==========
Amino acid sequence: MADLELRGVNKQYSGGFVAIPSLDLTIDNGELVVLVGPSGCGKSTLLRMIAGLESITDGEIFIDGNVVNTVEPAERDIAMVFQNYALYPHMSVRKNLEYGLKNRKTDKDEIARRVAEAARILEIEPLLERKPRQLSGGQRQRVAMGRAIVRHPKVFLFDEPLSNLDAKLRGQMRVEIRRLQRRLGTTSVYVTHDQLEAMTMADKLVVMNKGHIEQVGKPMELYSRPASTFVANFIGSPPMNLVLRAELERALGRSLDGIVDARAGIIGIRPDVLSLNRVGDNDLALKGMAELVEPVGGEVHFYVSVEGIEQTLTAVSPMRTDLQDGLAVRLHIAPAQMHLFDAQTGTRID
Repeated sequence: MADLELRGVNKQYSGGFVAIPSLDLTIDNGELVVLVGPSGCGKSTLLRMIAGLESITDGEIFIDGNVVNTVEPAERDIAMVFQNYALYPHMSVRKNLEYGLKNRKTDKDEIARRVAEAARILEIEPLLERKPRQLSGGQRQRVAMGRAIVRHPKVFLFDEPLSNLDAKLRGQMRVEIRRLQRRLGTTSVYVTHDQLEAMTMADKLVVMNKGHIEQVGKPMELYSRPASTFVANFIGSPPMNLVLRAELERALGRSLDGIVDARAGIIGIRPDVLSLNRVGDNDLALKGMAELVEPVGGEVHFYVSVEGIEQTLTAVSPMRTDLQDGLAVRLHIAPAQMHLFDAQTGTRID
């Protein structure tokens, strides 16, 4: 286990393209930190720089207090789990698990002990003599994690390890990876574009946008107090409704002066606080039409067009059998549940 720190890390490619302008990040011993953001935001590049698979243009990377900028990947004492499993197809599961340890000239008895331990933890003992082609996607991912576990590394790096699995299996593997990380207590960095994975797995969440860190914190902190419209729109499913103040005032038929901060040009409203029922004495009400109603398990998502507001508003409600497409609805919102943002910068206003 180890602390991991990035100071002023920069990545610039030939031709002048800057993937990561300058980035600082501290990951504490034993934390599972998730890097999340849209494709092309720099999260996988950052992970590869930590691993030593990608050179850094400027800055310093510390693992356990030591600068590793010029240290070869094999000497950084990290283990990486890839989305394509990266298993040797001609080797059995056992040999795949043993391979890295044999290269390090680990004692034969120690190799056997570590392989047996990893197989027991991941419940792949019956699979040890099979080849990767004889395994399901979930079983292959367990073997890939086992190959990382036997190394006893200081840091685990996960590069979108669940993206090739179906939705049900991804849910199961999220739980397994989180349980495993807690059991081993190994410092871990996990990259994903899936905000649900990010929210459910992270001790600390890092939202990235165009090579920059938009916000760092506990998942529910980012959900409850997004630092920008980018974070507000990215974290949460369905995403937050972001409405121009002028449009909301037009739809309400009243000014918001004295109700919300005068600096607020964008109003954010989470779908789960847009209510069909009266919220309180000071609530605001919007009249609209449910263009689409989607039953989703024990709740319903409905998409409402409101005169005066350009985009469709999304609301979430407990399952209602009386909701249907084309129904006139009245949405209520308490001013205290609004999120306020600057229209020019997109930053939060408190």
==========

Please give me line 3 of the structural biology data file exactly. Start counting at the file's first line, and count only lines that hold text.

């Protein structure tokens, strides 16, 4: 286990393209930190720089207090789990698990002990003599994690390890990876574009946008107090409704002066606080039409067009059998549940 720190890390490619302008990040011993953001935001590049698979243009990377900028990947004492499993197809599961340890000239008895331990933890003992082609996607991912576990590394790096699995299996593997990380207590960095994975797995969440860190914190902190419209729109499913103040005032038929901060040009409203029922004495009400109603398990998502507001508003409600497409609805919102943002910068206003 180890602390991991990035100071002023920069990545610039030939031709002048800057993937990561300058980035600082501290990951504490034993934390599972998730890097999340849209494709092309720099999260996988950052992970590869930590691993030593990608050179850094400027800055310093510390693992356990030591600068590793010029240290070869094999000497950084990290283990990486890839989305394509990266298993040797001609080797059995056992040999795949043993391979890295044999290269390090680990004692034969120690190799056997570590392989047996990893197989027991991941419940792949019956699979040890099979080849990767004889395994399901979930079983292959367990073997890939086992190959990382036997190394006893200081840091685990996960590069979108669940993206090739179906939705049900991804849910199961999220739980397994989180349980495993807690059991081993190994410092871990996990990259994903899936905000649900990010929210459910992270001790600390890092939202990235165009090579920059938009916000760092506990998942529910980012959900409850997004630092920008980018974070507000990215974290949460369905995403937050972001409405121009002028449009909301037009739809309400009243000014918001004295109700919300005068600096607020964008109003954010989470779908789960847009209510069909009266919220309180000071609530605001919007009249609209449910263009689409989607039953989703024990709740319903409905998409409402409101005169005066350009985009469709999304609301979430407990399952209602009386909701249907084309129904006139009245949405209520308490001013205290609004999120306020600057229209020019997109930053939060408190």